Police: 'What's up with all the rattlesnakes in Winona?'

This makes us cringe. How you feeling?
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Planning on spending a little time in the beautiful bluffs around Winona anytime soon?

Well, be on the lookout for rattlesnakes – the slithering serpents are stirring up distress in the southeastern Minnesota city. So much so that a public meeting has been scheduled for 7 p.m. Monday at Holzinger Lodge, located at 925 West Lake Blvd. 

They're calling it a gathering to find out "What's up with all the rattlesnakes in Winona?"

"The Minnesota DNR Nongame Wildlife Program and City of Winona Natural Resources and Sustainability Program will be holding a public meeting to address concerns about rattlesnake sightings in Winona," says Winona Police Department in a message to residents

"There will be a short presentation about rattlesnakes in the area, followed by a question and answer session. No snakes will be present at this meeting."

*Laughs uncomfortably*

According to WCCO, the police department has averaged about two timber rattlesnake reports a week since late June, all of them from the Wincrest area, which is located near the Garvin Heights bluffs on the south side of the city.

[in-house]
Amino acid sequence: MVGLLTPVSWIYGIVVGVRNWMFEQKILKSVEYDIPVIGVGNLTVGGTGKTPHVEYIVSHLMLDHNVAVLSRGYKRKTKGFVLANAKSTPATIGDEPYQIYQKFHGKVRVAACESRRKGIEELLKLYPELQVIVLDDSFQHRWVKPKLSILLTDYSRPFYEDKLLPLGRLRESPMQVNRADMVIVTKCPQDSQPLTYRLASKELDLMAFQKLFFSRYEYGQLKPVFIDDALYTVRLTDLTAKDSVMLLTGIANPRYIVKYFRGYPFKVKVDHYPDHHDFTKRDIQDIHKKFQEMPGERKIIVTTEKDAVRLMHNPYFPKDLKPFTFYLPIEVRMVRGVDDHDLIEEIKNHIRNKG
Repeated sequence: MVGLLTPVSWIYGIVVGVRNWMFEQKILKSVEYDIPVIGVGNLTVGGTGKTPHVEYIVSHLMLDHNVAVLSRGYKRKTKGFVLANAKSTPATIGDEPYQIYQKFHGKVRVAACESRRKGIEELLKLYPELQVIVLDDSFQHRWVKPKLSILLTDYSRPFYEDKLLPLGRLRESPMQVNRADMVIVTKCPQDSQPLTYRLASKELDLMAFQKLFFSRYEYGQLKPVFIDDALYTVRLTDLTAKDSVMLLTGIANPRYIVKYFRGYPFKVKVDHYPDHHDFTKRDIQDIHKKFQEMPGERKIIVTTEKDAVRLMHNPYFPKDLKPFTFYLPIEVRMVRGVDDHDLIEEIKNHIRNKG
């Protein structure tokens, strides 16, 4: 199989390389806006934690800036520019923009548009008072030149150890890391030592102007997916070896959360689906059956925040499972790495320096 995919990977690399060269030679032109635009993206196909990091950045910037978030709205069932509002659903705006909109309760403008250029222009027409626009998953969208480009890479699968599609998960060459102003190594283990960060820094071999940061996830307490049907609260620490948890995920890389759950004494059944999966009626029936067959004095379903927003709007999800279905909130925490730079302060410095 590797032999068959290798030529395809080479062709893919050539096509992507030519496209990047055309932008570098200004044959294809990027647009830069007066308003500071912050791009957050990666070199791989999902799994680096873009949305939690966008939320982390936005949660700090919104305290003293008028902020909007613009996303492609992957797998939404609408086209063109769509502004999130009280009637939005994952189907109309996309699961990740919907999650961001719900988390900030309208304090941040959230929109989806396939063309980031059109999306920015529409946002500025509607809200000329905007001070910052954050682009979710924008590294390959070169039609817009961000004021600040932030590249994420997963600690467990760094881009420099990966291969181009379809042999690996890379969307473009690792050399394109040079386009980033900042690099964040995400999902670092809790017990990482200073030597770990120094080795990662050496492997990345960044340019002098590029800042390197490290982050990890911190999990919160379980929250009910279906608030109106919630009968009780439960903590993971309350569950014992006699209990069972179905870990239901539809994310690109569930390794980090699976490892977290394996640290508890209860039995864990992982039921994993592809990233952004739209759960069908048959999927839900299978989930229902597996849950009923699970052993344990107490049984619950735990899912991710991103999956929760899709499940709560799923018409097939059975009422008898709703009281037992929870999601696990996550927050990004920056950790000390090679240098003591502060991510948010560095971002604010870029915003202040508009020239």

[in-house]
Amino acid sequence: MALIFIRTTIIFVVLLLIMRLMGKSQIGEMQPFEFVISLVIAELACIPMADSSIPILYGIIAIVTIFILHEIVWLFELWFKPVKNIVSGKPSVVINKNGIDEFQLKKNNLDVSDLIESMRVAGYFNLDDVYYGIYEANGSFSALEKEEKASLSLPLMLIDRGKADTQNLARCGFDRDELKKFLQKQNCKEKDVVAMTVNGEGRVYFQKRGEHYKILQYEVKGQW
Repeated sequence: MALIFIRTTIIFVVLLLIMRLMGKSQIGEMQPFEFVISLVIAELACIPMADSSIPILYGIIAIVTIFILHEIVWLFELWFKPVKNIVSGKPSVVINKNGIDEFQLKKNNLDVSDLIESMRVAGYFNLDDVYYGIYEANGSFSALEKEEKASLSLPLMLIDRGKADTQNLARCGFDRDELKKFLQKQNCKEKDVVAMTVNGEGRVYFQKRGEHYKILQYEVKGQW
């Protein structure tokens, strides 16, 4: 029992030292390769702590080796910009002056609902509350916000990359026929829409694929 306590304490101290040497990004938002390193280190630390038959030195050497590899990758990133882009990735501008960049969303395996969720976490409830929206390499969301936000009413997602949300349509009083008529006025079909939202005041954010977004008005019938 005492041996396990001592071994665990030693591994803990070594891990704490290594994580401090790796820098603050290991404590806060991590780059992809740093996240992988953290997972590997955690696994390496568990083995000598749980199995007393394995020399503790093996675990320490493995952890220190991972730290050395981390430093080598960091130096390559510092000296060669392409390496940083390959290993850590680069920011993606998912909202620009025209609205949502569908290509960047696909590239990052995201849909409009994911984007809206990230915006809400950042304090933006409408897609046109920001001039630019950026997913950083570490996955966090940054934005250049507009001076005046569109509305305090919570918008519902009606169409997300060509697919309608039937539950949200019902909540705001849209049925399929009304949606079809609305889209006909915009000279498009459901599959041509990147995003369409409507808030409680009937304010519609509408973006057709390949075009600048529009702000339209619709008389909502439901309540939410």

"Are they in Town Town as well ???? Or along the Bluff community ??????" asked a concerned resident in the comments section of the police department's post. 

"Along the bluffs for the most part," police responded. 

*Laughs uncomfortably, takes step backward*

Here's what a timber rattlesnake looks like, according to the DNR

  • Thick-bodied snake
  • Triangular head
  • Head rust/brown in color
  • Body is rust-orange to yellow, brown, or sometimes gray with dark brown to black chevrons or cross bands
  • Velvet-black tail ends in a cream-colored rattle
  • Adult rattler can reach up to 54 inches in length, but averages 28-36 inches

If you're not dead inside yet, here's more about their (gulp) diet, per the DNR. 

"Minnesota has 17 native species of snakes, but only two are venomous. The timber rattlesnake is one. (The massasauga has not been reported here for more than 25 years.) It uses its hollow fangs to inject venom, which soon immobilizes its prey—rodents, squirrels, and other small mammals. The snake uses heat-sensing pits on its face to relocate prey, which it then consumes whole."

Bear in mind though that the snakes are typically private and won't bother you if you don't bother them, though their venom can cause serious symptoms, and can be particularly dangerous for pets like dogs.

So maybe be careful if you're in the bluffs of Winona, and feel free to check out Winona PD's Facebook page at 7 p.m. 

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